Language English, Spanish, and French
GET BOOK
Book Summary:

WINNER OF THE 2021 JOYCE CAROL OATES PRIZE NAMED A BEST BOOK OF 2020 BY O MAGAZINE, THE NEW YORKER, THE WASHINGTON POST, REAL SIMPLE, THE GUARDIAN, AND MORE FINALIST FOR: THE STORY PRIZE, THE L.A. TIMES BOOK PRIZE, THE ASPEN WORDS LITERARY PRIZE, THE CHAUTAUQUA PRIZE "Sublime short stories of race, grief, and belonging . . . an extraordinary new collection . . ." --The New Yorker "Evans's new stories present rich plots reflecting on race relations, grief, and love . . ." --The New York Times Book Review, Editor's Choice "Danielle Evans demonstrates, once again, that she is the finest short story writer working today." --Roxane Gay, The New York Times-bestselling author of Difficult Women and Bad Feminist The award-winning author of Before You Suffocate Your Own Fool Self brings her signature voice and insight to the subjects of race, grief, apology, and American history. Danielle Evans is widely acclaimed for her blisteringly smart voice and X-ray insights into complex human relationships. With The Office of Historical Corrections, Evans zooms in on particular moments and relationships in her characters' lives in a way that allows them to speak to larger issues of race, culture, and history. She introduces us to Black and multiracial characters who are experiencing the universal confusions of lust and love, and getting walloped by grief--all while exploring how history haunts us, personally and collectively. Ultimately, she provokes us to think about the truths of American history--about who gets to tell them, and the cost of setting the record straight. In "Boys Go to Jupiter," a white college student tries to reinvent herself after a photo of her in a Confederate-flag bikini goes viral. In "Richard of York Gave Battle in Vain," a photojournalist is forced to confront her own losses while attending an old friend's unexpectedly dramatic wedding. And in the eye-opening title novella, a black scholar from Washington, DC, is drawn into a complex historical mystery that spans generations and puts her job, her love life, and her oldest friendship at risk.

Title The Goodness of St Rocque and Other Stories
Author Alice Dunbar
Publisher Library of Alexandria
Release Date 2021
Category
Total Pages 186
ISBN 9781465559371
Language English, Spanish, and French
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Book Summary:

Title Before You Suffocate Your Own Fool Self
Author Danielle Evans
Publisher Penguin
Release Date 2010-09-23
Category Fiction
Total Pages 240
ISBN 9781101443477
Language English, Spanish, and French
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Book Summary:

Introducing a new star of her generation, an electric debut story collection about mixed-race and African-American teenagers, women, and men struggling to find a place in their families and communities. When Danielle Evans's short story "Virgins" was published in The Paris Review in late 2007, it announced the arrival of a major new American short story writer. Written when she was only twenty-three, Evans's story of two black, blue-collar fifteen-year-old girls' flirtation with adulthood for one night was startling in its pitch-perfect examination of race, class, and the shifting terrain of adolescence. Now this debut short story collection delivers on the promise of that early story. In "Harvest," a college student's unplanned pregnancy forces her to confront her own feelings of inadequacy in comparison to her white classmates. In "Jellyfish," a father's misguided attempt to rescue a gift for his grown daughter from an apartment collapse magnifies all he doesn't know about her. And in "Snakes," the mixed-race daughter of intellectuals recounts the disastrous summer she spent with her white grandmother and cousin, a summer that has unforeseen repercussions in the present. Striking in their emotional immediacy, the stories in Before You Suffocate Your Own Fool Self are based in a world where inequality is reality but where the insecurities of adolescence and young adulthood, and the tensions within family and the community, are sometimes the biggest complicating forces in one's sense of identity and the choices one makes.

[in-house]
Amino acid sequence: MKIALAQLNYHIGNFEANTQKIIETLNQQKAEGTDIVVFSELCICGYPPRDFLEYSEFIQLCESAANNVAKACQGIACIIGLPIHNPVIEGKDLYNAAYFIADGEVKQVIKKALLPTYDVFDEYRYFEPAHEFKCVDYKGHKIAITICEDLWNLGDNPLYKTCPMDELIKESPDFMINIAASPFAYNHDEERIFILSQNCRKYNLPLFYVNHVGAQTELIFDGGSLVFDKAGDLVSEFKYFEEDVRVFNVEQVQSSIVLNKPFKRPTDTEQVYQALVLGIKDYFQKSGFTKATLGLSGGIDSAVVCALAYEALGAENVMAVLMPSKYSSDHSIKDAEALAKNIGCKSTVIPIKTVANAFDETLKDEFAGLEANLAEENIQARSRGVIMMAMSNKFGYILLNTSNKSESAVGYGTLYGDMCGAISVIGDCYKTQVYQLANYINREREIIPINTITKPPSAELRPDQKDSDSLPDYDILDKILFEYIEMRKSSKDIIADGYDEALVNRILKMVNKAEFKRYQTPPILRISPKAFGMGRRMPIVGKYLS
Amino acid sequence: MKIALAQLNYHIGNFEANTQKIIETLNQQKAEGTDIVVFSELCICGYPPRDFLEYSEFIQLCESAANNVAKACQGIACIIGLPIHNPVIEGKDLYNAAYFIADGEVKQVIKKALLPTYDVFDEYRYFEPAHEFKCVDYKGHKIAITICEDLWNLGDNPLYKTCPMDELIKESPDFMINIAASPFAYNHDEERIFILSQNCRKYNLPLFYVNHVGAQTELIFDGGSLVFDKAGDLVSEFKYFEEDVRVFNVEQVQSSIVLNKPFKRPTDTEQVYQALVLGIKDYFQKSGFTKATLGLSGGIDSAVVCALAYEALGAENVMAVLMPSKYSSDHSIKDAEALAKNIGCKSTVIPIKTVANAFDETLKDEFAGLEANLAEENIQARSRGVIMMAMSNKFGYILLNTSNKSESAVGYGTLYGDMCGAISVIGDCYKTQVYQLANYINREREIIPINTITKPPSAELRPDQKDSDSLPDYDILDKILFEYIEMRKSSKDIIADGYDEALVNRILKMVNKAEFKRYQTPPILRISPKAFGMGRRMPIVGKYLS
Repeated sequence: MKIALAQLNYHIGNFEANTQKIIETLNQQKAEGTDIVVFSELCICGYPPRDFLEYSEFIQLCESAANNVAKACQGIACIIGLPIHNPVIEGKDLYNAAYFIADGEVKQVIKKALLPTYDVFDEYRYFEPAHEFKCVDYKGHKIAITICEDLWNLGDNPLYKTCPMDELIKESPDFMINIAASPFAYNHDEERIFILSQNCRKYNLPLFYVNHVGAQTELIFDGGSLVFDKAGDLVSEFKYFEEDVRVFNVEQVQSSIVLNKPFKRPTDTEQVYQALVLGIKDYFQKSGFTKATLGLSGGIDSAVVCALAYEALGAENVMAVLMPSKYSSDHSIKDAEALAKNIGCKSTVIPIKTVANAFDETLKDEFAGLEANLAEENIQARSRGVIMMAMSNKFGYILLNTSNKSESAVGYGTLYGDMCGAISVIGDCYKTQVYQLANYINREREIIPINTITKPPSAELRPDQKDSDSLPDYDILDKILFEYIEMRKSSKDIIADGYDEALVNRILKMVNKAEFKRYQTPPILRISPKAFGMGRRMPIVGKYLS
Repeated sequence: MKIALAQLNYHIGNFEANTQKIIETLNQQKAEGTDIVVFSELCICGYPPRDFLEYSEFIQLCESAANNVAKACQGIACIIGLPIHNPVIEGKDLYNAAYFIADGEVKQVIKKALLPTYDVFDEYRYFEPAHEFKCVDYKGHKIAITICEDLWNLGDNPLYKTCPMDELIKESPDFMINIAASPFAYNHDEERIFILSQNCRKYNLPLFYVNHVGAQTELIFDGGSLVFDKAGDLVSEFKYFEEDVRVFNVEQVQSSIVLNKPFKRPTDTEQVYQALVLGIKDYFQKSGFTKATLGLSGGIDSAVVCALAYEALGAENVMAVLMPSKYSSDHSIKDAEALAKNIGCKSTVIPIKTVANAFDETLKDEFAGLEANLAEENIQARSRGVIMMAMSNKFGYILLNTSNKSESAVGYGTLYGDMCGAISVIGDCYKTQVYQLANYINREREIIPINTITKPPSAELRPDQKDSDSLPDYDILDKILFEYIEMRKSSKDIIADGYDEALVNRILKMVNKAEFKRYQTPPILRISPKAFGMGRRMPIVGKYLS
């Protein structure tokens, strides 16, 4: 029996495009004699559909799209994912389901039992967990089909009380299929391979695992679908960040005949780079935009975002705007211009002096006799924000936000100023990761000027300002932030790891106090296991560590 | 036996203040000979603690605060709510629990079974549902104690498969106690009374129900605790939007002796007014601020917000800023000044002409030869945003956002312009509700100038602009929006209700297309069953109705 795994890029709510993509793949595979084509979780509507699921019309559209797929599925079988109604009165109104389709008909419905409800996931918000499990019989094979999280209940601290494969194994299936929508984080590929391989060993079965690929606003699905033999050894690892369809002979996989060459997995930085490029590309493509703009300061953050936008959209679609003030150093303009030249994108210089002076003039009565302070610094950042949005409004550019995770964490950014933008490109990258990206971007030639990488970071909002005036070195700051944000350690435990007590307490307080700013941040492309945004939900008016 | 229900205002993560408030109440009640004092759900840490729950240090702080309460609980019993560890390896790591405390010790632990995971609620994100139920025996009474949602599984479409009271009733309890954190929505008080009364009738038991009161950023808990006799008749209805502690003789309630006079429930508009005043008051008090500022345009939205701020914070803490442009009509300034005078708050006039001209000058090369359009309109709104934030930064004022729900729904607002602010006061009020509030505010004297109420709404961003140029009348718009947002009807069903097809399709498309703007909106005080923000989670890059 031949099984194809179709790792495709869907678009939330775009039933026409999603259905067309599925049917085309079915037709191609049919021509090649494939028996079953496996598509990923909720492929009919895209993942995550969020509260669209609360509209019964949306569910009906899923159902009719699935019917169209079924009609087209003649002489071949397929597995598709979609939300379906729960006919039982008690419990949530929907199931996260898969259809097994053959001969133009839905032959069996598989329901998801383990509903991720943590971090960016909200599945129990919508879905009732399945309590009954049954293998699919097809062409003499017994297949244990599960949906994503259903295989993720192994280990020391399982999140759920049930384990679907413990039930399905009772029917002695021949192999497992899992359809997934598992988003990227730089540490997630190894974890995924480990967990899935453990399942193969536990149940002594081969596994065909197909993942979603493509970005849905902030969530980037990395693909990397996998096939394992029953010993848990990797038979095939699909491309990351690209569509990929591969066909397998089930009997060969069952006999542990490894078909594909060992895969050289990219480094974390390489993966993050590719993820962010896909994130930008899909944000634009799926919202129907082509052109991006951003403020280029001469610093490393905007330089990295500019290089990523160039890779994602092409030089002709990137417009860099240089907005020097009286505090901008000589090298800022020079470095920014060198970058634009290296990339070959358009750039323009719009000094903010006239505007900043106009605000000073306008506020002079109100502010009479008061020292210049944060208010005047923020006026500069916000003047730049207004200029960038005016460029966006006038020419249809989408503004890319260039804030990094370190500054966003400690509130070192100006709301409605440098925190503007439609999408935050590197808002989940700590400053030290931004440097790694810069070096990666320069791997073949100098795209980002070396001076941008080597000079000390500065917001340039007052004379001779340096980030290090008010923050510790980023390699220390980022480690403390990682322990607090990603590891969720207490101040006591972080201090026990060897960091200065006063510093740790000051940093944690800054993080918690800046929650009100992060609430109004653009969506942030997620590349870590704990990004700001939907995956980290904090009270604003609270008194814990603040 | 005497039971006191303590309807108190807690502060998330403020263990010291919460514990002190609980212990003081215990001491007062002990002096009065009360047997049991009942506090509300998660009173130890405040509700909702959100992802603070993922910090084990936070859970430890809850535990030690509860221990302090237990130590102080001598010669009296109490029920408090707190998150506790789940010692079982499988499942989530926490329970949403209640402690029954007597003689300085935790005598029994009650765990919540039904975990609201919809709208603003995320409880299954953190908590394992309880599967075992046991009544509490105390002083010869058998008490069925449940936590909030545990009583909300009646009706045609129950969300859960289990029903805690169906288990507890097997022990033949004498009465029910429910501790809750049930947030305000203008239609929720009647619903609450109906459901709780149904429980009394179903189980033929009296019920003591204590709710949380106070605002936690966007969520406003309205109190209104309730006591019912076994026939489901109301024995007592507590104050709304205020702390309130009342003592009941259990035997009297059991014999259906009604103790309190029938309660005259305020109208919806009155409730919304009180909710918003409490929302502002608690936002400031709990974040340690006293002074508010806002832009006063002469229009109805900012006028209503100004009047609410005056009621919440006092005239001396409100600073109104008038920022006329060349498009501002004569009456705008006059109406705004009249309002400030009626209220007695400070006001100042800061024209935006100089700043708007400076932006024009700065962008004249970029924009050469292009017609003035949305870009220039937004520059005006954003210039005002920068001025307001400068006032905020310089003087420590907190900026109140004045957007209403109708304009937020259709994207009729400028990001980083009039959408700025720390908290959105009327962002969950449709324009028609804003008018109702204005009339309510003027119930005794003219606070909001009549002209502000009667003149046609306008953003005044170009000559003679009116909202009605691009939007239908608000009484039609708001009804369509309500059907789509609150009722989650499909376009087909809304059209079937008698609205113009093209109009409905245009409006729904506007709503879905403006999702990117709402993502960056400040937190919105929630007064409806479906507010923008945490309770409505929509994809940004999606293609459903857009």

Happiness Like Water by Chinelo Okparanta

Title Happiness Like Water
Author Chinelo Okparanta
Publisher Houghton Mifflin Harcourt
Release Date 2013
Category Fiction
Total Pages 196
ISBN 9780544003453
Language English, Spanish, and French
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Book Summary:

Presents a collection of short stories centering around Nigerian women as they build lives out of hope, faith, and doubt, following such characters as a young woman faced with a dangerous decision to save her mother and a woman in love with another despite the penalties.

A Burning by Megha Majumdar

Title A Burning
Author Megha Majumdar
Publisher McClelland & Stewart
Release Date 2020-06-02
Category Fiction
Total Pages 240
ISBN 9780771059841
Language English, Spanish, and French
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Book Summary:

A TODAY SHOW #ReadWithJenna BOOK CLUB PICK! A New York Times Notable Book For readers of Tommy Orange, Yaa Gyasi, and Jhumpa Lahiri, an electrifying debut novel about three unforgettable characters who seek to rise—to the middle class, to political power, to fame in the movies—and find their lives entangled in the wake of a catastrophe in contemporary India. In this National Book Award Longlist honoree and “gripping thriller with compassionate social commentary” (USA Today), Jivan is a Muslim girl from the slums, determined to move up in life, who is accused of executing a terrorist attack on a train because of a careless comment on Facebook. PT Sir is an opportunistic gym teacher who hitches his aspirations to a right-wing political party, and finds that his own ascent becomes linked to Jivan's fall. Lovely—an irresistible outcast whose exuberant voice and dreams of glory fill the novel with warmth and hope and humor—has the alibi that can set Jivan free, but it will cost her everything she holds dear. Taut, symphonic, propulsive, and riveting from its opening lines, A Burning has the force of an epic while being so masterfully compressed it can be read in a single sitting. Majumdar writes with dazzling assurance at a breakneck pace on complex themes that read here as the components of a thriller: class, fate, corruption, justice, and what it feels like to face profound obstacles and yet nurture big dreams in a country spinning toward extremism. An extraordinary debut.